The reform of Environmental management in the Niger-Delta: A case study of Royal Dutch Shell
The current proposal aims to set forth the considerations for undertaking a study which explores the reformation of environmental management concerns and the implementation thereof in the Niger Delta region of Nigeria. It aims to do so through a case study of Royal Dutch Shell (RDS) as one of the primary oil extraction companies in the region which a long standing and complex history with regards to environmental management. It is the expected outcome of this study that an analysis of RDS will show a recent renewed interest in environmental management, largely as a concern over sustainability in the region has become of equal relative importance in the national and international communities.
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The Niger-Delta is a source of pride for the Nigerian government, because of the oil-wealth that this region has provided for the national economy. However, the lack of resources and desire for wealth by the state has resulted in heinous disregard for principles of good environmental management in the area (Ofehe, 2010). The terrain of the Niger Delta has been overrun with deliberate over-exploitation carried out in complete disregard of basic principles of sustainable environmental management. Since 1957, over 4000 oil wells have been drilled in the Niger Delta region which has exposed the surrounding environment to numerous toxic hazards because of poor planning and management (Livesey, 2001).
Royal Dutch Shell (RDS) has been operating in the Niger Delta region since 1958. The company is the focus of many national and international sources of resistance to their operations, because of perceived disregard for concerns over sustainability and environmental management in the region (Wiwavshell, 2013). Despite humanitarian and environmental objections to their operations, RDS remains one of the more significant oil companies whose presence in the region has resulted in significant revenue for the national government and in recent years, benefits for the surrounding communities (Holzer, 2007). The juncture between the social opposition to their operations and economic benefits thereof has been the beginning of reformation of environmental management principles implemented in the Niger Delta.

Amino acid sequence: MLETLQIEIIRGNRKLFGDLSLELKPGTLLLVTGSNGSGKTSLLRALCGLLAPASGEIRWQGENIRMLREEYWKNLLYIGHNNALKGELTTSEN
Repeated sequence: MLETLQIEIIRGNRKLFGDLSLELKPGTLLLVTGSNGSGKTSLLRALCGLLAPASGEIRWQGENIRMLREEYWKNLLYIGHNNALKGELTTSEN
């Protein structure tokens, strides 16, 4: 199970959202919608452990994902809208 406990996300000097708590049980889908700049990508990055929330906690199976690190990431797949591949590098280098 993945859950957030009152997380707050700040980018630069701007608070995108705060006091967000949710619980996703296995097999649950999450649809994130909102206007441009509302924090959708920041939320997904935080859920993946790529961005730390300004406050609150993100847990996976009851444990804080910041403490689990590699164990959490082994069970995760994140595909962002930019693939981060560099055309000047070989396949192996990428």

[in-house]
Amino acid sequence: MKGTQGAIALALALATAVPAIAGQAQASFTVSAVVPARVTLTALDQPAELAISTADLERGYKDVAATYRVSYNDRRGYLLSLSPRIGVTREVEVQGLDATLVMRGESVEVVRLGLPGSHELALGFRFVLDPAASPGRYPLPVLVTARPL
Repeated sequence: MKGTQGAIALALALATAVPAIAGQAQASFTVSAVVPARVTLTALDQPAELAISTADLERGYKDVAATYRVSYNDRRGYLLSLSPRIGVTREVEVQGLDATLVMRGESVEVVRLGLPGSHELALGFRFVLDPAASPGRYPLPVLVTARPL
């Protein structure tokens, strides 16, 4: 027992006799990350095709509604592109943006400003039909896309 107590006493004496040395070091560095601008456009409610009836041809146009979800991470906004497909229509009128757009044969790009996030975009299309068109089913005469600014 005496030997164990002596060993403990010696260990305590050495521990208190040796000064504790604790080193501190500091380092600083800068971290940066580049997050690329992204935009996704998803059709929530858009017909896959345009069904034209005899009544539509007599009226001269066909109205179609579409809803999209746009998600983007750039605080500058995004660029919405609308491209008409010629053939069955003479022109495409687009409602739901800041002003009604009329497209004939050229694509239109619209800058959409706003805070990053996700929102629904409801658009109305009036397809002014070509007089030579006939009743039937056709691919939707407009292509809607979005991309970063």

With the contentious history of oil exploration companies in the Niger Delta region, operations that continue to disregard principles of environmental management are no longer a possibility with the increasing importance on corporate social responsibility in national and international law and practice, as well as increasing social pressure to conform to certain standards. As a result, environmental management practices are being reformed in operations in the area. With RDS being one of the most significant and influential companies in the region, this research aims to analyze the environmental management reformation that is taking place in the region as driven by RDS specifically with reference to the broader context of environmental management in the region.
To explore and analyze the reformation of environmental management in the Niger Delta region through analysis of the implementation of environmental management techniques used by Royal Dutch Shell in their operations in the region.
In order to answer the research question, the following objectives are set:
To explore the historical implementation of environmental management principles and techniques in the Niger Delta (or lack thereof).
To examine the history of Royal Dutch Shell in relation thereto.
To analyze the recent emphasis on environmental management in the region in terms of the social, economic and legal context which necessitate these principles.
To critically analyze the reformation of environmental management in the region, with emphasis on the role of RDS in this reform.
To understand the future requirements for reform in the region based on the goals for sustainability which have become a focus of national and international awareness, with emphasis on the requirements for the Niger Delta specifically as an area of international priority.
To make reasoned and informed recommendations for the improvement of environmental management in the region from a perspective of RDS specifically and oil exploration in the Niger Delta generally.
Gap in Current Knowledge
Whilst there is ample literature available on the need for environmental management reform in the region, there is no case study undertaken on the major oil companies’ role in doing so. The way that the exploration agreements are structured places an almost state-like responsibility on the oil companies and there is relative freedom in their operations due to the heavy reliance on oil-wealth by the state itself. Understanding the role that RDS plays in the environmental welfare of the region and the role which it plays in the reformation of environmental management is essential to attaining the goals of sustainability in the region.